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Tuesday, June 26, 2018

Taking The Piss Outta Japan

When it comes to soccer, I’m a bit conflicted. I loved playing it and coaching it, but I have a difficult time getting up for watching these World Cup 2018 games in Russia if only because I don’t have a horse in the race, so to speak.

I do follow Japan’s exploits, of course, and am pleased that they are doing well enough to hopefully get through to the second round.

But… what I love more than that, are the stories that surround the soccer matches.

For example, there’s a story in the Japan Times discussing how, during half-time of Japan’s match versus Colombia, the sudden rush of people running to the washrooms to empty their beer-fueled bladder nearly swamped Tokyo’s plumbing system!

Apparently water use jumped by 24 percent in Tokyo during the mid-game break.

Of course, who can blame the fans… who wants to leave the TV to go and take a whizz or a poop and possibly miss a goal, rare as they are in the eyes of the general public. To be fair, this year’s event is seeing quite a few goals being scored.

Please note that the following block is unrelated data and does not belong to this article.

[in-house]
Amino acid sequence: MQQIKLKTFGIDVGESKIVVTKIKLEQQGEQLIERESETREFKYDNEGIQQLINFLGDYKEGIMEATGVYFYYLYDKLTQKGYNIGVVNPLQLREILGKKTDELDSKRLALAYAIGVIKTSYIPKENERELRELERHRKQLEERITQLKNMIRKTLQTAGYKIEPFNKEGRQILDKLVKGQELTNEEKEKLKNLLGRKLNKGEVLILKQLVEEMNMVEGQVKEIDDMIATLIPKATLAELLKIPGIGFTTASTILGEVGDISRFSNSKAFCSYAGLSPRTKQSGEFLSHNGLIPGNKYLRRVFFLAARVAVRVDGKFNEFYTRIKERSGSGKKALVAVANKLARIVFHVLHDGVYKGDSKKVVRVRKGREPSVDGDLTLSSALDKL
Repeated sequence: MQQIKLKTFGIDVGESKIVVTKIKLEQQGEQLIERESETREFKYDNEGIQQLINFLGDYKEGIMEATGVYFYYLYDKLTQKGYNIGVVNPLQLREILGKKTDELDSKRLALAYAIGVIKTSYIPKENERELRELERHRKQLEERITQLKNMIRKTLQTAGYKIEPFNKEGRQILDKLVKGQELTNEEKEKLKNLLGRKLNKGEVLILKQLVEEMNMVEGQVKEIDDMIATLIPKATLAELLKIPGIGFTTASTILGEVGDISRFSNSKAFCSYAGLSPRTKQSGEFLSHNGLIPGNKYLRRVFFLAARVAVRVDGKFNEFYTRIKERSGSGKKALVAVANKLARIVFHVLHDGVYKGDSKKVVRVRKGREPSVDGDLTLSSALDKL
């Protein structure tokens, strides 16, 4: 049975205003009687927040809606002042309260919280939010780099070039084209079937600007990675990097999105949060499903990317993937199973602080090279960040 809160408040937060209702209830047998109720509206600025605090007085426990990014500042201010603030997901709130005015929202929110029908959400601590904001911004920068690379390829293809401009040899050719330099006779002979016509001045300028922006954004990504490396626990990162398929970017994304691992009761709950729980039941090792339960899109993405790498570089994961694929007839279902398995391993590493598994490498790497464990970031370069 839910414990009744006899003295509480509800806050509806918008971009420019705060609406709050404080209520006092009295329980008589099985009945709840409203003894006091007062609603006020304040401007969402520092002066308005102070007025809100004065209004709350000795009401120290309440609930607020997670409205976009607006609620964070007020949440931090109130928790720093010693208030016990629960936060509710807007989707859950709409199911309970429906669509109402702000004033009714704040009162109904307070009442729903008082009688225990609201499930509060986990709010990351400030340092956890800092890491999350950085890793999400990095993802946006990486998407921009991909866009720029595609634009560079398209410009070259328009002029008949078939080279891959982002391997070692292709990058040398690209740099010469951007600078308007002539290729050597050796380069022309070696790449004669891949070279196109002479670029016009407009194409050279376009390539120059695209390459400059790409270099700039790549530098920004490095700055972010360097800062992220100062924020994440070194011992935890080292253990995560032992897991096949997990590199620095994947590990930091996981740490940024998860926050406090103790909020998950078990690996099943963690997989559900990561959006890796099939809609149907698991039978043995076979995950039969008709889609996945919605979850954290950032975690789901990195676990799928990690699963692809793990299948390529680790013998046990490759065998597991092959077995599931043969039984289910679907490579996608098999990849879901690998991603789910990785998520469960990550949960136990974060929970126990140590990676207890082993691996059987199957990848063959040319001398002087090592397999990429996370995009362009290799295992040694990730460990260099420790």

Then, after Japan took the lead in the second half and ended up winning the game 2-1 against a Colombian squad playing one man short due to a red card expulsion after the game’s three- minute mark… well… when the whistle blew to end the match, Japanese fans in Tokyo apparently ran for the toilets again and caused another spike in water usage - this time by 50 percent.

If they aren’t flushing, at least they are washing their hands.

Luckily for Tokyo, its waterworks/sewage department had supposed such a rush on water supplies might occur and adjusted the water supply available along with the pressure.

And… they followed up the same way for Japan’s second match this past Sunday against Senegal.

Now of course, it would have been a much better story if the water bureau hadn’t been on top of things and things began to flow over… but at least it shows that the bureaucrats in Japan—at least in thus case - have some foresight!

Andrew Joseph
PS: Photo by Nathan Dumlao on Unsplash


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